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The Patterner waited and watched, but months passed and the dragon did not return to the forest. He called to her with all the names he knew, but she did not come; perhaps she did not hear. And as the seasons turned, the leaves forgot her name. He took to leaving his trees and standing on the Knoll, staring, staring out to sea. If the dragon would not come to the mage, could the mage come to the dragon?

'I know of no lore-book that teaches how a living man might fly on the other wind,' said the Namer.

'The Rune Makers' work was destroyed,' said the Summoner. 'There is no way.'

'If one sailed into the uttermost west,' said the Windkey. 'The Open Sea cannot go on for ever, and only fools believe you might sail off the edge.'

'That door is closed,' said the Summoner.

'What you need is a boat,' said the Doorkeeper, when the arguments had worn round and round. 'With the right boat beneath your feet, who knows where you might sail.'

So the Patterner returned to his Grove and listened to the trees. Each plank of the boat he began to build was of a different wood – oak for strength, yew for endurance, holly for protection, hazel for wisdom, apple for sweetness, even the flowering may for hope.

'A boat made from dozens of different timbers,' said the Windkey. 'I've never heard of such a thing. It'll leak, you'll see.'

But the Patterner only smiled, and kept on planing the bit of rowan the woods had given him that morning. He laboured all summer, and when the leaves began to fall the boat was almost done. It lacked just one plank, and a branch had fallen from an arhada so ancient that its roots mingled with all the other woodlands of the world. It brought knowledge, and it bound the other trees as one.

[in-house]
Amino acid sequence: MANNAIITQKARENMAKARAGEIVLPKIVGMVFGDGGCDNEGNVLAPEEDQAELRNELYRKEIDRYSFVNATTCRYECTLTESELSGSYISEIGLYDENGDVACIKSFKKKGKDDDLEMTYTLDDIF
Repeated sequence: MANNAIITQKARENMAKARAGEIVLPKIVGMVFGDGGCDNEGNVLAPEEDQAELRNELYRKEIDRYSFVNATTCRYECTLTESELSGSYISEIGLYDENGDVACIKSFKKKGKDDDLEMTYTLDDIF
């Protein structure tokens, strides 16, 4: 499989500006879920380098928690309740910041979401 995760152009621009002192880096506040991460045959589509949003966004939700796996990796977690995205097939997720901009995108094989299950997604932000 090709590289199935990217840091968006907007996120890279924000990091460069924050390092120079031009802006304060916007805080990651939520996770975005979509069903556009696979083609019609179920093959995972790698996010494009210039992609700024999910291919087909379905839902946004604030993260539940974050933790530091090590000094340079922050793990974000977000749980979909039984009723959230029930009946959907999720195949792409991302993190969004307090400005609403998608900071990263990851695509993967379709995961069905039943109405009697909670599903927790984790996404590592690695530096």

Then one day when his prentice came to find him, the Patterner slept in his boat, finished at last. A coverlet of red and gold leaves like the scales of a dragon's belly warmed his body, and a little spider had spun her silvery web between the tattered red feathers in his hair. The trees of the Grove whispered a name to all those with ears to hear.

They carried the boat to the Thwilburn, and the Thwilburn carried it to the sea. The Summoner made to set it alight, for so he thought the Patterner's people honoured their warrior dead, but the Doorkeeper stayed his hand. 'Nay, lad,' he said. 'There'll be fire enough where he's headed.'

So they planted his long willow staff for a mast, and let the little boat choose its own path. But as it headed out of harbour, the Windkey's warning proved true: water not fire, it seemed, was to be the Patterner's end.


A thousand miles and more as the seagull flies from Thwil Bay, an old woman who appears in no tales walks in the woods. So used is she to seeing things that cannot be, though she speaks to none of her curse, that she scarce breaks stride when the chestnut leaves beneath her feet give way to waves, and a young man in red plumes stands before her, tall and proud in a conker case of a boat. His face is painted as a mother paints a bridegroom's, his hair streams and sparks behind him silver bright in the sun, and he is laughing, laughing in the wind. And as she watches, a dragon stoops from the skies, red and gold like the old Godking's mail, and she thinks the boat leaps from the waves as if to meet it.

But whether the old witch's dream be true or no, none but the dragons can say, and they speak no more with our kind.